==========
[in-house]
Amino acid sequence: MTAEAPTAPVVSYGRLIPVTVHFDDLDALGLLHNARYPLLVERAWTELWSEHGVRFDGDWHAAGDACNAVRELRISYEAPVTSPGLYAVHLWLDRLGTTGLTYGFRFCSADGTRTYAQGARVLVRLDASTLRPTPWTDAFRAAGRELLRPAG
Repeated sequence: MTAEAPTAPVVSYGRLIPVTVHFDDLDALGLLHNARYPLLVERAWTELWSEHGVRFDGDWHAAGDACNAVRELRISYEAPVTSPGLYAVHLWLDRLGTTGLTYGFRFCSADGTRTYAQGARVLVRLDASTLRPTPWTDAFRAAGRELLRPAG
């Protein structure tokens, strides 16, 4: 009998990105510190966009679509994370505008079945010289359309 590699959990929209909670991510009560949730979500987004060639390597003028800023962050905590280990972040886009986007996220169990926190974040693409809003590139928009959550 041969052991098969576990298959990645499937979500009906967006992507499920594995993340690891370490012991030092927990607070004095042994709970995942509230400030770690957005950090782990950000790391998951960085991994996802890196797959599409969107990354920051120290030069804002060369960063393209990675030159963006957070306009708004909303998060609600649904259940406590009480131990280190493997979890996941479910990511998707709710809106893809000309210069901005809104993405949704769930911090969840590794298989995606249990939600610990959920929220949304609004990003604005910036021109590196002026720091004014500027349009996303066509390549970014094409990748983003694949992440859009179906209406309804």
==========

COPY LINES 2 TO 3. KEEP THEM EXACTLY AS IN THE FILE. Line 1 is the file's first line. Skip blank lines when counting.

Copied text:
Amino acid sequence: MTAEAPTAPVVSYGRLIPVTVHFDDLDALGLLHNARYPLLVERAWTELWSEHGVRFDGDWHAAGDACNAVRELRISYEAPVTSPGLYAVHLWLDRLGTTGLTYGFRFCSADGTRTYAQGARVLVRLDASTLRPTPWTDAFRAAGRELLRPAG
Repeated sequence: MTAEAPTAPVVSYGRLIPVTVHFDDLDALGLLHNARYPLLVERAWTELWSEHGVRFDGDWHAAGDACNAVRELRISYEAPVTSPGLYAVHLWLDRLGTTGLTYGFRFCSADGTRTYAQGARVLVRLDASTLRPTPWTDAFRAAGRELLRPAG